Boris Johnson to be the next PM of the U.K. – South Asia Time

Boris Johnson to be the next PM of the U.K.

 July 23, 2019  

London – The former foreign secretary &  former mayor of London Boris Johnson has been elected new Conservative leader in a ballot of party members and will become the next UK prime minister.

He beat Jeremy Hunt comfortably, winning 92,153 votes to his rival’s 46,656,  BBC reported.

Johnson is a Conservative lawmaker and former journalist. He is known for being a former Mayor of London and a leading figure on the “leave” side of the 2016 Brexit referendum. Following his side’s success, he was installed as Foreign Secretary. After a tenure characterized by gaffes, he stepped down in July 2018 over May’s Brexit negotiating strategy. Now he is a so-called “backbench” lawmaker who doesn’t hold government office, but is still seen as a leading Brexiter.

The son of British politician Stanley Johnson, Boris was born Alexander Boris de Pfeffel Johnson and can trace his family line back to King George II.

Johnson went to Eton, the most prestigious private school in the U.K., where he was “a fully fledged school celebrity,” according to Just Boris, a biography of Johnson written by Sonia Purnell. But even as a teenager he was already being reprimanded for what his modern critics still today argue are his failings, including a lack of organization and attention to detail.

According Britanica, In 1997 Johnson was selected as the Conservative candidate for Clwyd South in the House of Commons, but he lost decisively to the Labour Party incumbent Martyn Jones. Soon after, Johnson began appearing on a variety of television shows, beginning in 1998 with the BBC talk program Have I Got News for You. His bumbling demeanour and occasionally irreverent remarks made him a perennialfavourite on British talk shows. Johnson again stood for Parliament in 2001, this time winning the contest in the Henley-on-Thames constituency. Though he continued to appear frequently on British television programs and became one of the country’s most-recognized politicians, Johnson’s political rise was threatened on a number of occasions. He was forced to apologize to the city of Liverpool after the publication of an insensitive editorial in The Spectator, and in 2004 he was dismissed from his position as shadow arts minister after rumours surfaced of an affair between Johnson and a journalist. Despite such public rebukes, Johnson was reelected to his parliamentary seat in 2005.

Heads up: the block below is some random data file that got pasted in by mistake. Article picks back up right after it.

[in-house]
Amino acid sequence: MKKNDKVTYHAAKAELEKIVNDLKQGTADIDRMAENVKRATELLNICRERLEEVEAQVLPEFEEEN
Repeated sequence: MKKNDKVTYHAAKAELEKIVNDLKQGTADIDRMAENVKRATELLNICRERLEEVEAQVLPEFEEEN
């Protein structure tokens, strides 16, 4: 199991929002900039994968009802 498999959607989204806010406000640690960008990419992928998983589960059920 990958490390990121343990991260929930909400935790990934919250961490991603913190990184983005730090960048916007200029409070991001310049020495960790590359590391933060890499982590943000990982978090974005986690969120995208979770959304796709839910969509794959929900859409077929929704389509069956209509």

Johnson entered into the London mayoral election in July 2007, challenging Labour incumbent Ken Livingstone. During the tightly contested election, he overcame perceptions that he was a gaffe-prone and insubstantial politician by focusing on issues of crime and transportation. On May 1, 2008, Johnson won a narrow victory, seen by many as a repudiation of the national Labour government led by Gordon Brown. Early the following month, Johnson fulfilled a campaign promise by stepping down as MP. In 2012 Johnson was reelected mayor, besting Livingstone again. His win was one of the few bright spots for the Conservative Party in the midterm local elections in which it lost more than 800 seats in England, Scotland, and Wales. Johnson returned to Parliament in 2015, winning the west London seat of Uxbridge and South Ruislip, in an election that saw the Conservative Party capture its first clear majority since the 1990s. He retained his post as mayor of London, and the victory fueled speculation that he would eventually challenge Prime Minister David Cameronfor leadership of the Conservative Party.

When Theresa May became Conservative Party leader and prime minister, she named Johnson her foreign secretary. Johnson maintained his seat in the House of Commons in the snap election called by May for June 2017, and he remained foreign secretary when May reshuffled her cabinet after the Conservatives lost their legislative majority in that election and formed a minority government later he resigned stating disagreement with PM Theresa Mays Brexit plan.

The biggest task for Johnson will be to take Britain out of the EU, but his hardline strategy has plenty of critics.